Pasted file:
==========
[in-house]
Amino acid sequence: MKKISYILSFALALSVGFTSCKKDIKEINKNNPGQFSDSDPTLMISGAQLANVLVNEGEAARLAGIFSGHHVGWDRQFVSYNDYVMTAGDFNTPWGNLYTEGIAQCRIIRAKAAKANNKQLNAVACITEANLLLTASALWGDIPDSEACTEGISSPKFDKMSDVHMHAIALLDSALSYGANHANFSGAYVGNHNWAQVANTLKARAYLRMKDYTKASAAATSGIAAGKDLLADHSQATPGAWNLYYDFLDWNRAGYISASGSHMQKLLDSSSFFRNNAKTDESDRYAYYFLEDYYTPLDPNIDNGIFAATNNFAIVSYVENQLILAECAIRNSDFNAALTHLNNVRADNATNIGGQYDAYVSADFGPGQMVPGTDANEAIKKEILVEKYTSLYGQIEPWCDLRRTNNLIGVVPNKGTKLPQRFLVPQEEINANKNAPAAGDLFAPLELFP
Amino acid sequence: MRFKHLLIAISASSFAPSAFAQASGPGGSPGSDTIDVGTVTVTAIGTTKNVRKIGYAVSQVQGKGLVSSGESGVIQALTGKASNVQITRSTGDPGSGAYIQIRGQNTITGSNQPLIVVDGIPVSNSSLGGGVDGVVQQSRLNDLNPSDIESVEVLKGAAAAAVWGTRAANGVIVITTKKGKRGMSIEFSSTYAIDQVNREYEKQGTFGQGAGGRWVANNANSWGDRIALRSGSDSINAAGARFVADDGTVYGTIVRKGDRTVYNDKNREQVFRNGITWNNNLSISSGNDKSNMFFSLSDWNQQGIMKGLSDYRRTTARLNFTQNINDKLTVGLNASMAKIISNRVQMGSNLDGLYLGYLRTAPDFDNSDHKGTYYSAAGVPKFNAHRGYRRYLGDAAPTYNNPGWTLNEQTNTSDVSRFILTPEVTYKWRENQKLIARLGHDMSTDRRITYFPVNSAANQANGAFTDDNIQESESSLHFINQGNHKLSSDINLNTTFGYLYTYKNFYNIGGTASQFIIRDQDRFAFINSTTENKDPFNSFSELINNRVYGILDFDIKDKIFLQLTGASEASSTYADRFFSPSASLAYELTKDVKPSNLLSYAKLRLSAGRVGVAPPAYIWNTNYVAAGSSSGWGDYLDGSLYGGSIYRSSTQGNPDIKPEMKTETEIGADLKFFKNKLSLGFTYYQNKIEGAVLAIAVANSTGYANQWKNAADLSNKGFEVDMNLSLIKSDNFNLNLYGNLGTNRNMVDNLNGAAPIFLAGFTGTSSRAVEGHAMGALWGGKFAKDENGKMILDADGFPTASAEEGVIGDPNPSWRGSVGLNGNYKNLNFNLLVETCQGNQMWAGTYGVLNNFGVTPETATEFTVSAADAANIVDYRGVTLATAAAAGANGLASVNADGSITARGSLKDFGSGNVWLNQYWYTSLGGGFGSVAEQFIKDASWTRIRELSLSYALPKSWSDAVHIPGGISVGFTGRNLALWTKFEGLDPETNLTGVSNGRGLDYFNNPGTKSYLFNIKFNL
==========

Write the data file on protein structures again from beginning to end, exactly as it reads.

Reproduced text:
[in-house]
Amino acid sequence: MKKISYILSFALALSVGFTSCKKDIKEINKNNPGQFSDSDPTLMISGAQLANVLVNEGEAARLAGIFSGHHVGWDRQFVSYNDYVMTAGDFNTPWGNLYTEGIAQCRIIRAKAAKANNKQLNAVACITEANLLLTASALWGDIPDSEACTEGISSPKFDKMSDVHMHAIALLDSALSYGANHANFSGAYVGNHNWAQVANTLKARAYLRMKDYTKASAAATSGIAAGKDLLADHSQATPGAWNLYYDFLDWNRAGYISASGSHMQKLLDSSSFFRNNAKTDESDRYAYYFLEDYYTPLDPNIDNGIFAATNNFAIVSYVENQLILAECAIRNSDFNAALTHLNNVRADNATNIGGQYDAYVSADFGPGQMVPGTDANEAIKKEILVEKYTSLYGQIEPWCDLRRTNNLIGVVPNKGTKLPQRFLVPQEEINANKNAPAAGDLFAPLELFP
Amino acid sequence: MRFKHLLIAISASSFAPSAFAQASGPGGSPGSDTIDVGTVTVTAIGTTKNVRKIGYAVSQVQGKGLVSSGESGVIQALTGKASNVQITRSTGDPGSGAYIQIRGQNTITGSNQPLIVVDGIPVSNSSLGGGVDGVVQQSRLNDLNPSDIESVEVLKGAAAAAVWGTRAANGVIVITTKKGKRGMSIEFSSTYAIDQVNREYEKQGTFGQGAGGRWVANNANSWGDRIALRSGSDSINAAGARFVADDGTVYGTIVRKGDRTVYNDKNREQVFRNGITWNNNLSISSGNDKSNMFFSLSDWNQQGIMKGLSDYRRTTARLNFTQNINDKLTVGLNASMAKIISNRVQMGSNLDGLYLGYLRTAPDFDNSDHKGTYYSAAGVPKFNAHRGYRRYLGDAAPTYNNPGWTLNEQTNTSDVSRFILTPEVTYKWRENQKLIARLGHDMSTDRRITYFPVNSAANQANGAFTDDNIQESESSLHFINQGNHKLSSDINLNTTFGYLYTYKNFYNIGGTASQFIIRDQDRFAFINSTTENKDPFNSFSELINNRVYGILDFDIKDKIFLQLTGASEASSTYADRFFSPSASLAYELTKDVKPSNLLSYAKLRLSAGRVGVAPPAYIWNTNYVAAGSSSGWGDYLDGSLYGGSIYRSSTQGNPDIKPEMKTETEIGADLKFFKNKLSLGFTYYQNKIEGAVLAIAVANSTGYANQWKNAADLSNKGFEVDMNLSLIKSDNFNLNLYGNLGTNRNMVDNLNGAAPIFLAGFTGTSSRAVEGHAMGALWGGKFAKDENGKMILDADGFPTASAEEGVIGDPNPSWRGSVGLNGNYKNLNFNLLVETCQGNQMWAGTYGVLNNFGVTPETATEFTVSAADAANIVDYRGVTLATAAAAGANGLASVNADGSITARGSLKDFGSGNVWLNQYWYTSLGGGFGSVAEQFIKDASWTRIRELSLSYALPKSWSDAVHIPGGISVGFTGRNLALWTKFEGLDPETNLTGVSNGRGLDYFNNPGTKSYLFNIKFNL